- First Agreements-in-Principle proposes a total settlement of $20 billion in compensation to First Nations children and families impacted by discrimination through the FNCFS program and the improper implementation of Jordan’s Principle. The compensation acknowledges that First Nations children were unnecessarily apprehended from their parents and communities and suffered harms that include abuse, the loss of language, loss of culture and loss of connection to their families and homelands. Compensation will also be made available to certain individuals who were subjected to a delay, denial or disruption of services, supports, treatment and products as a result of the federal government’s narrow application of Jordan’s Principle.
- The second Agreement-in-Principle commits the Government of Canada to $19.807 billion to reform the current FNCFS program and includes a framework to correct the many discriminatory aspects of the FNCFS program and the implementation of Jordan’s Principle.
The parties to the Agreement-in-Principle – Canada, the Assembly of First Nations, the First Nations Child and Family Caring Society, the Chiefs of Ontario, the Nishnawbe Aski Nation, and counsel for the Moushoom and Trout class actions – will now negotiate a Final Settlement Agreement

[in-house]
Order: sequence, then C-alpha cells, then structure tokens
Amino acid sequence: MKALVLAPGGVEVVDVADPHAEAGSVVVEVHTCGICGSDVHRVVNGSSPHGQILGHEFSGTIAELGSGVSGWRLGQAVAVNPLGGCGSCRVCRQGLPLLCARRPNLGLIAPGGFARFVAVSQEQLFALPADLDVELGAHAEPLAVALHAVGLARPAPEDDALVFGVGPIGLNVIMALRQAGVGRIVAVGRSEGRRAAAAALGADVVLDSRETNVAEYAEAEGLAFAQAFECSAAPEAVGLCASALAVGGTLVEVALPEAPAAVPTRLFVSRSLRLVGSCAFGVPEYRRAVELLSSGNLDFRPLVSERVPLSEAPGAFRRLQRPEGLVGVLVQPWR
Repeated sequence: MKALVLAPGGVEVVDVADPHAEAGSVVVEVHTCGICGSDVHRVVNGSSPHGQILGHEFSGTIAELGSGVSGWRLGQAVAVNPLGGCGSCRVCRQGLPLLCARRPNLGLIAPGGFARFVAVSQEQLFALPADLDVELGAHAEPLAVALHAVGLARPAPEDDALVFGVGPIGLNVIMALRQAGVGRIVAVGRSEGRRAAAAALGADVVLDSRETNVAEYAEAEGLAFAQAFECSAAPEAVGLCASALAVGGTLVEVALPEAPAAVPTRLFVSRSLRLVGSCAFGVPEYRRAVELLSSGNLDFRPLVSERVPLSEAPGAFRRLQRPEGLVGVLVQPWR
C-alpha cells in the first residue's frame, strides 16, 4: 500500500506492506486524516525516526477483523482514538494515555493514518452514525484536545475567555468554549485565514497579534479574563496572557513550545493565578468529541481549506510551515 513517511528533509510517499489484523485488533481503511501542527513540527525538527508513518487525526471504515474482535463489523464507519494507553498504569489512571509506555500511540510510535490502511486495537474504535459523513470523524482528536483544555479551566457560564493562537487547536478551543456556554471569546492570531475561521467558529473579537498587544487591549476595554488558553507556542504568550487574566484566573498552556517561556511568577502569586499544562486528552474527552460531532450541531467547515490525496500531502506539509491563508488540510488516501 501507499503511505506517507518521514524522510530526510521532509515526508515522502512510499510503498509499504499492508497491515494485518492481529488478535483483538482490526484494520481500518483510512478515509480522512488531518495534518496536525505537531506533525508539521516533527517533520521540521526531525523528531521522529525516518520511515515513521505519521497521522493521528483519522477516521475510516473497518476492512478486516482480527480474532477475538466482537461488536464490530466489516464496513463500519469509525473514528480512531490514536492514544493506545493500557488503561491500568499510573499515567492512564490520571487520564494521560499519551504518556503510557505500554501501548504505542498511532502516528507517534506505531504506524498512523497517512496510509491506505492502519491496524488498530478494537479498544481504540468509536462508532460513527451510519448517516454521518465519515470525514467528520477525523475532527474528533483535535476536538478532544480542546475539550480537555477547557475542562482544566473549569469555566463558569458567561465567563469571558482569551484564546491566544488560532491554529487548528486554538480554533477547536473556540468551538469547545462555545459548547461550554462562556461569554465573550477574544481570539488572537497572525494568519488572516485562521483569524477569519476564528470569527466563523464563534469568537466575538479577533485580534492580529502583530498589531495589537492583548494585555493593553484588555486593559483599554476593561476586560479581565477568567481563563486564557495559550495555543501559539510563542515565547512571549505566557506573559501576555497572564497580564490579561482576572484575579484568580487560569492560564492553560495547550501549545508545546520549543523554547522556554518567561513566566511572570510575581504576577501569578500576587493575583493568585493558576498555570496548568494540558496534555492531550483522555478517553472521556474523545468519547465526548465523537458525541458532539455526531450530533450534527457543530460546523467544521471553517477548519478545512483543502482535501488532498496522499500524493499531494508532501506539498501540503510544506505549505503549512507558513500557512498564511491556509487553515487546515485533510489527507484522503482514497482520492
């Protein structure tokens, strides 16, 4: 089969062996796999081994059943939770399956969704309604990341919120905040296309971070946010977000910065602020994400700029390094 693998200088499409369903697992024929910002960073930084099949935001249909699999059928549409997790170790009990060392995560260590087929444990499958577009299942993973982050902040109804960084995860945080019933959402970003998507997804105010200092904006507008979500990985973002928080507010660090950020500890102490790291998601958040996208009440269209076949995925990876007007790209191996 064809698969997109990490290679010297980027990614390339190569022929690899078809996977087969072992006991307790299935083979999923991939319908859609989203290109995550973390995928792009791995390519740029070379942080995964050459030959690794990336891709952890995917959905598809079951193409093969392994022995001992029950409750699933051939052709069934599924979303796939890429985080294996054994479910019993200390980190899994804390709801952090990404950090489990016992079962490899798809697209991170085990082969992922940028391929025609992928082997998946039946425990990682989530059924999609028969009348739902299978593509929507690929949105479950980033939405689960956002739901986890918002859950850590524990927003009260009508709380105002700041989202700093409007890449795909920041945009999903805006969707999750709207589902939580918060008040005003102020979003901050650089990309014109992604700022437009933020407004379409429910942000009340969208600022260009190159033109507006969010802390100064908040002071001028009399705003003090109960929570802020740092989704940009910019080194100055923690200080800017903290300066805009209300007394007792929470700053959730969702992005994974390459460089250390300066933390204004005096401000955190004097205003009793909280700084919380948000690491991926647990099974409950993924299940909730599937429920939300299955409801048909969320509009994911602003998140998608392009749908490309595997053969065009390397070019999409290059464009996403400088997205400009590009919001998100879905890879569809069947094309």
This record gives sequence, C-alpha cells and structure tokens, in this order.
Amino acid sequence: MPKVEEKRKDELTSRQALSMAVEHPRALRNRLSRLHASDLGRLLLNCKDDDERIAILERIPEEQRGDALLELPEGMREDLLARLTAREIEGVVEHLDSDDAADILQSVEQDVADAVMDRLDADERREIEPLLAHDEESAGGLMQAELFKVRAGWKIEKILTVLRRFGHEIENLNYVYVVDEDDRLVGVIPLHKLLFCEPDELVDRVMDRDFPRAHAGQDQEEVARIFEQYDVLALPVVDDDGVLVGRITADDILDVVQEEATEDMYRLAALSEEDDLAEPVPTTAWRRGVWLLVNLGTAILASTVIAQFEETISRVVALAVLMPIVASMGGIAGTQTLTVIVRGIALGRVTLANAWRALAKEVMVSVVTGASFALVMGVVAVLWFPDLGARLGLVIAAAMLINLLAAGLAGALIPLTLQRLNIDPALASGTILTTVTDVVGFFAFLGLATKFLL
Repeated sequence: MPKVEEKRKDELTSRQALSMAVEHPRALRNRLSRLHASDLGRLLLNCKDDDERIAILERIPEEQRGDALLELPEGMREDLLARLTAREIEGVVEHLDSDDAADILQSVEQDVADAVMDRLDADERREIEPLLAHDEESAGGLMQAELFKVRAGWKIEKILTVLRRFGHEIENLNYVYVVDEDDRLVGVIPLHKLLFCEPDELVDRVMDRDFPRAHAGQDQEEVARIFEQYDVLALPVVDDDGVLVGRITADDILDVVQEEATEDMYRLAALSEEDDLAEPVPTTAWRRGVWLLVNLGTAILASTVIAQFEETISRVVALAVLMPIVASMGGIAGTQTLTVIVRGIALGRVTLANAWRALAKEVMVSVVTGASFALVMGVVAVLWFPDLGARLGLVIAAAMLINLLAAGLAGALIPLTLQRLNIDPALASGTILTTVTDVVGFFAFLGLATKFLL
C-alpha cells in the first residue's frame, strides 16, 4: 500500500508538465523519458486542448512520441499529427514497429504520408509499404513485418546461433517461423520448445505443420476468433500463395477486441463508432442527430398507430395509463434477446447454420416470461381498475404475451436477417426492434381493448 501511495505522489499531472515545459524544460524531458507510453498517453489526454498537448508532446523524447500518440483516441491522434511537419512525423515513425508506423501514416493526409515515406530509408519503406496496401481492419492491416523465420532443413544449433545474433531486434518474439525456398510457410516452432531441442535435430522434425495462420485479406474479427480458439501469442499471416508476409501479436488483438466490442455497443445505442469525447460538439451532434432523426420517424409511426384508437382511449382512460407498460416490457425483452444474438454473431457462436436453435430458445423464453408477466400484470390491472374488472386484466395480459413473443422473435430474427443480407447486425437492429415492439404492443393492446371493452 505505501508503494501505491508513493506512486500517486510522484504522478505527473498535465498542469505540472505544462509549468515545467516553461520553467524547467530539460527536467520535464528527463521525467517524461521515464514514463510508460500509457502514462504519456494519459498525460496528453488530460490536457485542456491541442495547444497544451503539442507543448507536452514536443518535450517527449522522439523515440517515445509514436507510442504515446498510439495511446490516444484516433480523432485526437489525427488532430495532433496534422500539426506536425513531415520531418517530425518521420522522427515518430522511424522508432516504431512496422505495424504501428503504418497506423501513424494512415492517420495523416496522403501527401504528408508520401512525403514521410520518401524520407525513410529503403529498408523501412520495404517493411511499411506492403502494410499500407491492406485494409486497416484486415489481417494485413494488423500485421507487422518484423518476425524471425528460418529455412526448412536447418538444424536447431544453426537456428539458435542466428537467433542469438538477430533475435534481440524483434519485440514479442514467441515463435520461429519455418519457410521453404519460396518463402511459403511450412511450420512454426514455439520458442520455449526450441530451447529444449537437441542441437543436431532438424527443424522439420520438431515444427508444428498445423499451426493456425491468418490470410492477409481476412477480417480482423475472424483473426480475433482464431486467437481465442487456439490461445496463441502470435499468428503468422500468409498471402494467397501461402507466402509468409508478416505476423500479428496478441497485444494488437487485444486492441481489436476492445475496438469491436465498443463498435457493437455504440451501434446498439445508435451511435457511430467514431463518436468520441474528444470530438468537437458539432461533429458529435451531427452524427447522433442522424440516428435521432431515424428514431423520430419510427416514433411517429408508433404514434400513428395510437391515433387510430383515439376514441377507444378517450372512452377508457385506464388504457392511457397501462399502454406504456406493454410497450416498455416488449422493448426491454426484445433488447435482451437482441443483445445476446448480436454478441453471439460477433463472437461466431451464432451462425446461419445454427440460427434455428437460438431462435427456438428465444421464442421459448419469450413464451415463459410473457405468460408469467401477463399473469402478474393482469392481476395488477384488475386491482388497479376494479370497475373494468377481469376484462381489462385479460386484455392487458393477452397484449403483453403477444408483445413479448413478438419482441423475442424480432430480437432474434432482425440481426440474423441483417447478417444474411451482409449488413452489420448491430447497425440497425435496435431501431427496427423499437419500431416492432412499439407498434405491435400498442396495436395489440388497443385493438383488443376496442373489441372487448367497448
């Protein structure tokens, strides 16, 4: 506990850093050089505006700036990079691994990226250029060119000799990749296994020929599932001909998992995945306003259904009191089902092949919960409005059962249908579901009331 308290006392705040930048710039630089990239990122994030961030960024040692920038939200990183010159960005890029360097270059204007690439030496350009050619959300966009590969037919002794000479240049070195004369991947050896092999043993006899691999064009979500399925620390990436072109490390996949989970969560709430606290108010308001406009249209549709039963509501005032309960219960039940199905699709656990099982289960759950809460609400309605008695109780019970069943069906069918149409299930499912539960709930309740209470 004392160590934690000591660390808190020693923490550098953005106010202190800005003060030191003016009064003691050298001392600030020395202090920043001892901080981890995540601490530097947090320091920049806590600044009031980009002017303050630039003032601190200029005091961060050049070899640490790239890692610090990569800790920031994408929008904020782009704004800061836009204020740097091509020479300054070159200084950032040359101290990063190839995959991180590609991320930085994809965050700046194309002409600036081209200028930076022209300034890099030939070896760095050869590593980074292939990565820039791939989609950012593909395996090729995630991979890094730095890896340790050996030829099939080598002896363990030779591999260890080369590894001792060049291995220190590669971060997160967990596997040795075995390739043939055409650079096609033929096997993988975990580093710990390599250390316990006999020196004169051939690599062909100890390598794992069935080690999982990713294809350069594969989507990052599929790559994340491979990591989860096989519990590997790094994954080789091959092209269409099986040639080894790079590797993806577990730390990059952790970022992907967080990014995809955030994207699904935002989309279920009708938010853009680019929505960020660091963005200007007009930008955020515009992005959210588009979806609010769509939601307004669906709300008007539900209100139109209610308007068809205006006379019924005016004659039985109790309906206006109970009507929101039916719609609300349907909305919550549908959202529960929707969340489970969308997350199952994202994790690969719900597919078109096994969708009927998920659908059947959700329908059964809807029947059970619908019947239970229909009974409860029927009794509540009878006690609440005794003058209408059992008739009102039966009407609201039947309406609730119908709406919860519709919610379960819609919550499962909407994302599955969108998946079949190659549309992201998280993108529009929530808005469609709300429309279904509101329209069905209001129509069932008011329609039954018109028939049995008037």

Reducing # of children-in-care
Judge approves historic $23B First Nations child welfare compensation agreement
The settlement agreement is the largest ever in Canada The class-action lawsuit against Ottawa was based largely on a Canadian Human Rights Tribunal ruling which……
October 24, 2023
Reducing # of children-in-care
Revised settlement agreement of $23B reached to compensate First Nations children and families
NationTalk: A revised final settlement agreement now totalling more than $23 billion was reached by the Assembly of First Nations (AFN), Moushoom and Trout class……
April 5, 2023
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Official Federal Government Response: Sept. 5, 2019